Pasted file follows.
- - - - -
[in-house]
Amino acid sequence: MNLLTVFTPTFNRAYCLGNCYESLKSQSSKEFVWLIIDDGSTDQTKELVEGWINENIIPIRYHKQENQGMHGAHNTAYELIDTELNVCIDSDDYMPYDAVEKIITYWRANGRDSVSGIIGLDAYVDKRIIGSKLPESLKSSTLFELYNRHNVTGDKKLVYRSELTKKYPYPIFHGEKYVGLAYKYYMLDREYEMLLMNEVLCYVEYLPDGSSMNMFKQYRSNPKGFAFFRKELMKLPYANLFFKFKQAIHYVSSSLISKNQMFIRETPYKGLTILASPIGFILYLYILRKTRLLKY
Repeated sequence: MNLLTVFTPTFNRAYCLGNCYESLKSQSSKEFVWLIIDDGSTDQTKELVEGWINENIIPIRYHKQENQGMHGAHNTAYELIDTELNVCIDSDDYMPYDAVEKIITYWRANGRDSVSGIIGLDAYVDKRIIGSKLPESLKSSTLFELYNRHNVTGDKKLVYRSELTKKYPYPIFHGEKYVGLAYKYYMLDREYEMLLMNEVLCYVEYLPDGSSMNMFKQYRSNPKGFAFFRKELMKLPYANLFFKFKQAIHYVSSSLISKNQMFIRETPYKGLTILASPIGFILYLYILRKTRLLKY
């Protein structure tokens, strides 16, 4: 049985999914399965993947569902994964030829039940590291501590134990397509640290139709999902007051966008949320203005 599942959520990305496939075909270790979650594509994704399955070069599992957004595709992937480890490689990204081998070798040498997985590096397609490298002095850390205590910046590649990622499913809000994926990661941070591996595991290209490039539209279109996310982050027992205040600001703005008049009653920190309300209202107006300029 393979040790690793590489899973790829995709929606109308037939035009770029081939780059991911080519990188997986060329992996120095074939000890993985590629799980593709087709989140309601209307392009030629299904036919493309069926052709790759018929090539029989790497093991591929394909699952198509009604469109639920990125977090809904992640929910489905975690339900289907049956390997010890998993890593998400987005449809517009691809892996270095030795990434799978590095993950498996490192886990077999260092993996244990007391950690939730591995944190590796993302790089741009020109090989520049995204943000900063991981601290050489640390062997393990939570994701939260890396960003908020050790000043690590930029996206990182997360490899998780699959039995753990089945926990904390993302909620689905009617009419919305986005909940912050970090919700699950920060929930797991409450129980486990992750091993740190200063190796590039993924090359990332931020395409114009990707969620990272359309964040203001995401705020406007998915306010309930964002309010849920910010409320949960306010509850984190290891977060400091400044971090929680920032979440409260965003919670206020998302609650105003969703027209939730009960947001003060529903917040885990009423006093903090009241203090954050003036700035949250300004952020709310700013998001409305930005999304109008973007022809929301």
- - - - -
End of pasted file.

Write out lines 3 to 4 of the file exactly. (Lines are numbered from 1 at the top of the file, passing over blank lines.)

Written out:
Repeated sequence: MNLLTVFTPTFNRAYCLGNCYESLKSQSSKEFVWLIIDDGSTDQTKELVEGWINENIIPIRYHKQENQGMHGAHNTAYELIDTELNVCIDSDDYMPYDAVEKIITYWRANGRDSVSGIIGLDAYVDKRIIGSKLPESLKSSTLFELYNRHNVTGDKKLVYRSELTKKYPYPIFHGEKYVGLAYKYYMLDREYEMLLMNEVLCYVEYLPDGSSMNMFKQYRSNPKGFAFFRKELMKLPYANLFFKFKQAIHYVSSSLISKNQMFIRETPYKGLTILASPIGFILYLYILRKTRLLKY
């Protein structure tokens, strides 16, 4: 049985999914399965993947569902994964030829039940590291501590134990397509640290139709999902007051966008949320203005 599942959520990305496939075909270790979650594509994704399955070069599992957004595709992937480890490689990204081998070798040498997985590096397609490298002095850390205590910046590649990622499913809000994926990661941070591996595991290209490039539209279109996310982050027992205040600001703005008049009653920190309300209202107006300029 393979040790690793590489899973790829995709929606109308037939035009770029081939780059991911080519990188997986060329992996120095074939000890993985590629799980593709087709989140309601209307392009030629299904036919493309069926052709790759018929090539029989790497093991591929394909699952198509009604469109639920990125977090809904992640929910489905975690339900289907049956390997010890998993890593998400987005449809517009691809892996270095030795990434799978590095993950498996490192886990077999260092993996244990007391950690939730591995944190590796993302790089741009020109090989520049995204943000900063991981601290050489640390062997393990939570994701939260890396960003908020050790000043690590930029996206990182997360490899998780699959039995753990089945926990904390993302909620689905009617009419919305986005909940912050970090919700699950920060929930797991409450129980486990992750091993740190200063190796590039993924090359990332931020395409114009990707969620990272359309964040203001995401705020406007998915306010309930964002309010849920910010409320949960306010509850984190290891977060400091400044971090929680920032979440409260965003919670206020998302609650105003969703027209939730009960947001003060529903917040885990009423006093903090009241203090954050003036700035949250300004952020709310700013998001409305930005999304109008973007022809929301």